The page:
I was on my way into work this morning when BBC journalist Rory Cellan-Jones asked his friends on Twitter about Foursquare. He said he has been using Foursquare for four weeks and wanted to know peoples experiences of it. The response he got from some of the people that I am also following was mixed at best. Rory also quoted a Wired article which says it's cool to compete to become a mayor... Rory said it's naff.
People always have different experiences from using Foursquare. It is rumoured that the core use of it - to combine your location with your social network - is coming soon to Facebook. And this has got people talking about it. So I thought I would play back five interesting and perhaps surprising uses I have found from using Foursquare for over a year now (check my blog post from April '09 here).
Here's my five:
- Local reviews: When you check in anywhere, you receive tips from places nearby from your friends. This means you get to find user reviews based on where you are, of places to eat, shows, watering holes, and so on. My personal favourite - I discovered a Ghanaian food stall near my office because I checked in on Foursquare nearby, and it's now my favourite place to get my lunch.
- Friend finder: When a friend of yours checks in after you, you get an alert. I check in at my office, and receive pings on my phone when visitors arrive, when colleagues are on their way up, and when I'm at conferences or visiting large offices, a Foursquare check-in is often the digital ice breaker.
- Loyalty reward: Shops that sign up to Foursquare can offer you a reward for your loyalty. Debenhams, for example (a client of ours, and an offer on Foursquare that we set up) will give all visitors to their Oxford St store a free coffee from the store cafe if they check in on a Friday. And the 'mayor' gets free coffee whenever they want. Many outlets offer real rewards for online check-ins. Dominos gives out free Pizza across all its UK outlets to its mayors, for example. So for many, Foursquare is worth using just for the rewards.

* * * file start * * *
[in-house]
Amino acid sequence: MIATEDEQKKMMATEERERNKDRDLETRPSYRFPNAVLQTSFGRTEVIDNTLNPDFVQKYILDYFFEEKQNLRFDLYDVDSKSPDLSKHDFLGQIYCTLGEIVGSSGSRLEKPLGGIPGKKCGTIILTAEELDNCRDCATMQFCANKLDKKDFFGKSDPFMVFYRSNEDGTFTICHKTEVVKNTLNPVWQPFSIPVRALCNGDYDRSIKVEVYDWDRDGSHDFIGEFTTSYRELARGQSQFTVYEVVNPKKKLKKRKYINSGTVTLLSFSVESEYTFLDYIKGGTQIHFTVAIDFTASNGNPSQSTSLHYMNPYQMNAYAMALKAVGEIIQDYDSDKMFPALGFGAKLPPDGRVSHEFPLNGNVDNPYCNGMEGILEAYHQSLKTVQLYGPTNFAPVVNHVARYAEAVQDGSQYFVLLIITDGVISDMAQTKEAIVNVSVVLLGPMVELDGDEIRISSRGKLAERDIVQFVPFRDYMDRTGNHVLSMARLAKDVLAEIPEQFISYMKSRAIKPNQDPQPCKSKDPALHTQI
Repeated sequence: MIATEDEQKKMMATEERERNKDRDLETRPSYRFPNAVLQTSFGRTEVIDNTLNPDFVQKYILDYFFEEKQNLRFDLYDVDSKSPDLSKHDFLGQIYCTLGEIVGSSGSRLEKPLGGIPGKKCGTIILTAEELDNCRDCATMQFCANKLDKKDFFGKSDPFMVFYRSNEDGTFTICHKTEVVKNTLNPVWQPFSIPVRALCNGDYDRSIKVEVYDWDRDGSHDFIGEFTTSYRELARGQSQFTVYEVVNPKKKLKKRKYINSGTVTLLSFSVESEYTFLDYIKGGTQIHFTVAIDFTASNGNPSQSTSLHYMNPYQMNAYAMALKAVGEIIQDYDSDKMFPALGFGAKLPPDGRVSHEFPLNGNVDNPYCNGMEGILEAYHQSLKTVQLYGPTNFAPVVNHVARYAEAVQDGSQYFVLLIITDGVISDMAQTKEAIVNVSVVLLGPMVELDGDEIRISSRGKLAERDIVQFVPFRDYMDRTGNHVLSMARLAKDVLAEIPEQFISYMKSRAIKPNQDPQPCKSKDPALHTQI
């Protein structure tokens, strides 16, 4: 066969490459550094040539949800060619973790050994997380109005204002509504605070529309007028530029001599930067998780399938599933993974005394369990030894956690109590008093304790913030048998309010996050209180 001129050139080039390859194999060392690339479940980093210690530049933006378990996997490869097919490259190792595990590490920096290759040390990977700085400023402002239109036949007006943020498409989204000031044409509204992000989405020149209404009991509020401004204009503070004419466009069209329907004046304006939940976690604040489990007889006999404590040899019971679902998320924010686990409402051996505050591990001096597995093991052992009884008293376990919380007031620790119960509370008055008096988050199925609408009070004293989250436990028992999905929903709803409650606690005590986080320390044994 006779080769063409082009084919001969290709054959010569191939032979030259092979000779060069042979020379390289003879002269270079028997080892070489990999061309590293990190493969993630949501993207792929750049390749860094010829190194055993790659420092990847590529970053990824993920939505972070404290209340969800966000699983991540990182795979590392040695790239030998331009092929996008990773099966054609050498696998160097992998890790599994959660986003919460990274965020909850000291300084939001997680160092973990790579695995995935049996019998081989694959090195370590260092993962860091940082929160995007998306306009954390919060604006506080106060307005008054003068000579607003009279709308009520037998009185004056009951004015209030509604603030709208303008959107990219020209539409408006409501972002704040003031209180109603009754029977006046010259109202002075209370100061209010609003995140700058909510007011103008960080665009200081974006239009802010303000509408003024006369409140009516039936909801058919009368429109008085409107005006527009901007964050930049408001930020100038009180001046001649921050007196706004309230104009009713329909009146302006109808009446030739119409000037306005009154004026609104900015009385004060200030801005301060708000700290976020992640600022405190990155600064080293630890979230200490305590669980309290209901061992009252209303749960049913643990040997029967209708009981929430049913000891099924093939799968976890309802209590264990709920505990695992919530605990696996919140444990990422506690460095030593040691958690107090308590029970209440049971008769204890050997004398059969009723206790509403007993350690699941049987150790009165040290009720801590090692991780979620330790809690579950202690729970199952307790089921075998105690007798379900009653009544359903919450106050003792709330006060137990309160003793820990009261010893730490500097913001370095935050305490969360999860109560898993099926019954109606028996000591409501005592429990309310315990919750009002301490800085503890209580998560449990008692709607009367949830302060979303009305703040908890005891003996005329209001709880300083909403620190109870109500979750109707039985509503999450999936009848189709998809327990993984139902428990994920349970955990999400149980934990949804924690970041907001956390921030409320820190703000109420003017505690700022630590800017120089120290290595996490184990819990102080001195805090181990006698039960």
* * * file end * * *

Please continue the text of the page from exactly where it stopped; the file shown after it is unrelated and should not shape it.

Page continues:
- Attention grabber: I have noticed that companies using Foursquare in interesting ways tend to get noticed. A small coffee shop called Dose Espresso near my office started using it months ago to attract custom from the digital types that are based nearby. It was one of the first businesses in the UK to do a deal on Foursquare, and has been featured in countless mainstream media since as a result. Using Foursquare simply gets you noticed (but this won't last for long I'm sure).
- Buzz tracker: You should track what's going on over on Foursquare for your business or brand. You can see if people love or hate your products, you can see when people are flocking (or swarming, as Foursquare calls it) and you can learn something in the process. This is how Dose Espresso learnt about its customers' habits - it has 66 active customers using Foursquare (and for a small coffee shop like Dose - it's literally a 3 square metre sized shop - that's a lot of learning).
[note - I don't personally like or find use in the gaming element of Foursquare for badges or mayorship. I know many do, but it's not my cup of tea.]